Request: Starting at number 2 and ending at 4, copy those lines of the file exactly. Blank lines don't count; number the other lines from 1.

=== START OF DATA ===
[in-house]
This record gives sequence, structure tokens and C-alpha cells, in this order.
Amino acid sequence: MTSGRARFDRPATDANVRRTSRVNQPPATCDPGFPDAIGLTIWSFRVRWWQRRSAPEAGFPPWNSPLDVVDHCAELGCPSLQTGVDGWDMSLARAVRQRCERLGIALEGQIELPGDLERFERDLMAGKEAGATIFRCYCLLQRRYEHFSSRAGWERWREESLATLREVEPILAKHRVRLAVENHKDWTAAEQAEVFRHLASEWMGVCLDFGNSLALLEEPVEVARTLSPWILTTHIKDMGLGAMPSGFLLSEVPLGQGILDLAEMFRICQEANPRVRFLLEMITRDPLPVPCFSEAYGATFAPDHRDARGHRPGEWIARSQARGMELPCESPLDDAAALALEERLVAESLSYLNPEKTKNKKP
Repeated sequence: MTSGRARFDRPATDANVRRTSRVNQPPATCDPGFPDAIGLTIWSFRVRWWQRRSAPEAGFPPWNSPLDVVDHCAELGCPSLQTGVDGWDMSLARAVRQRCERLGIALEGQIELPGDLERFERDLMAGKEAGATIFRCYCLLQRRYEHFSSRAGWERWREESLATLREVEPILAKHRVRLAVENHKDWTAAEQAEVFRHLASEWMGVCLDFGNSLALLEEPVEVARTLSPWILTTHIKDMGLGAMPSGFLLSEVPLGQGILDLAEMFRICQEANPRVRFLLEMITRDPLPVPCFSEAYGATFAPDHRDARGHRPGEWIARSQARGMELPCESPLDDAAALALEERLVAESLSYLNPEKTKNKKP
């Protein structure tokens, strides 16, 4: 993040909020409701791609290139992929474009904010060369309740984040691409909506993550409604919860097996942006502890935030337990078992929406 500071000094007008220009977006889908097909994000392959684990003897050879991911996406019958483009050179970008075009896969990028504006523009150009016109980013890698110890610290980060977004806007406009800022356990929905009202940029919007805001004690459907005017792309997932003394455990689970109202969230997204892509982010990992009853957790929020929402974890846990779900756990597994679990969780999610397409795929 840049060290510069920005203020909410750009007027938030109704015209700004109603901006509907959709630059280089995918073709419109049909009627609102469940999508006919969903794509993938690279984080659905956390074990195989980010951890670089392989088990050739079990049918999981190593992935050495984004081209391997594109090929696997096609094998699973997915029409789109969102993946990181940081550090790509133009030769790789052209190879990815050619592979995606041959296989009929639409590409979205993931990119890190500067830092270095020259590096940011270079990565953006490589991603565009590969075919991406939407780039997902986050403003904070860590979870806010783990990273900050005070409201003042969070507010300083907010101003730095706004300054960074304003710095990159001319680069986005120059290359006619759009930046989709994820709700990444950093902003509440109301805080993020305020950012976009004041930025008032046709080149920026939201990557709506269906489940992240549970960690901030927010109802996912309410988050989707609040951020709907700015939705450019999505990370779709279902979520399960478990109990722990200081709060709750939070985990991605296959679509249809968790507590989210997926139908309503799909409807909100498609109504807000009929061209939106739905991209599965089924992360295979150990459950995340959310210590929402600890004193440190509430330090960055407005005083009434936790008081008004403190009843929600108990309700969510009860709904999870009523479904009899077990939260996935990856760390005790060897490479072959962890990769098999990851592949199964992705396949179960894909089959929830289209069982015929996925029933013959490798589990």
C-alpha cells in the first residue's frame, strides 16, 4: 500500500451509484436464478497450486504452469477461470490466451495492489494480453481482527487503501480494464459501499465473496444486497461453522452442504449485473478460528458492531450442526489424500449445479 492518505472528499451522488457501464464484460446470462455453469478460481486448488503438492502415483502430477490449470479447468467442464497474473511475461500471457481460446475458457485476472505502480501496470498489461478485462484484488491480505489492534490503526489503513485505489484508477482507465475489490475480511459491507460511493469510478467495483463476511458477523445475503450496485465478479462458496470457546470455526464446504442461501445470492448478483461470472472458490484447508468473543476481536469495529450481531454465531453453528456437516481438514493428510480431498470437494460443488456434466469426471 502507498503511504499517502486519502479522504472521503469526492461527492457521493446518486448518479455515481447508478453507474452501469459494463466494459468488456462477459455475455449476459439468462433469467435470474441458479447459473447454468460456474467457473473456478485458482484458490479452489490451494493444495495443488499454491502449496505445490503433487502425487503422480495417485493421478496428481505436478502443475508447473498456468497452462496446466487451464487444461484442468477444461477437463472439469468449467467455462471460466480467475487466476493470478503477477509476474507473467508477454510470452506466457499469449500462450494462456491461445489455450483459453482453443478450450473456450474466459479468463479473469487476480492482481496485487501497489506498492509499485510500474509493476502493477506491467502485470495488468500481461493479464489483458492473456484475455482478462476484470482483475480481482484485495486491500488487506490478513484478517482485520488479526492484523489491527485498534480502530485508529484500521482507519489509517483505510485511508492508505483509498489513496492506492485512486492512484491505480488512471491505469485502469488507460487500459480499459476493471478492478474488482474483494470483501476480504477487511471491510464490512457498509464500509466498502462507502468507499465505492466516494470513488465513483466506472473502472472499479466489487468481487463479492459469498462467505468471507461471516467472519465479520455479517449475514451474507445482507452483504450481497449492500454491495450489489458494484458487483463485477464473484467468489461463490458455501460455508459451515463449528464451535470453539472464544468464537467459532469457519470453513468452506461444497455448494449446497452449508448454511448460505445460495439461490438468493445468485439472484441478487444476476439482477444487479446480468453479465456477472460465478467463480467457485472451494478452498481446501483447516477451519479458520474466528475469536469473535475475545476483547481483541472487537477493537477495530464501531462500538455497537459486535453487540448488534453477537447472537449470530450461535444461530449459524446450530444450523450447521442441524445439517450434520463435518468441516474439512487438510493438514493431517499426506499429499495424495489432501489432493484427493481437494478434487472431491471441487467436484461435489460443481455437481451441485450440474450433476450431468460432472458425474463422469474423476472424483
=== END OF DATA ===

This record gives sequence, structure tokens and C-alpha cells, in this order.
Amino acid sequence: MTSGRARFDRPATDANVRRTSRVNQPPATCDPGFPDAIGLTIWSFRVRWWQRRSAPEAGFPPWNSPLDVVDHCAELGCPSLQTGVDGWDMSLARAVRQRCERLGIALEGQIELPGDLERFERDLMAGKEAGATIFRCYCLLQRRYEHFSSRAGWERWREESLATLREVEPILAKHRVRLAVENHKDWTAAEQAEVFRHLASEWMGVCLDFGNSLALLEEPVEVARTLSPWILTTHIKDMGLGAMPSGFLLSEVPLGQGILDLAEMFRICQEANPRVRFLLEMITRDPLPVPCFSEAYGATFAPDHRDARGHRPGEWIARSQARGMELPCESPLDDAAALALEERLVAESLSYLNPEKTKNKKP
Repeated sequence: MTSGRARFDRPATDANVRRTSRVNQPPATCDPGFPDAIGLTIWSFRVRWWQRRSAPEAGFPPWNSPLDVVDHCAELGCPSLQTGVDGWDMSLARAVRQRCERLGIALEGQIELPGDLERFERDLMAGKEAGATIFRCYCLLQRRYEHFSSRAGWERWREESLATLREVEPILAKHRVRLAVENHKDWTAAEQAEVFRHLASEWMGVCLDFGNSLALLEEPVEVARTLSPWILTTHIKDMGLGAMPSGFLLSEVPLGQGILDLAEMFRICQEANPRVRFLLEMITRDPLPVPCFSEAYGATFAPDHRDARGHRPGEWIARSQARGMELPCESPLDDAAALALEERLVAESLSYLNPEKTKNKKP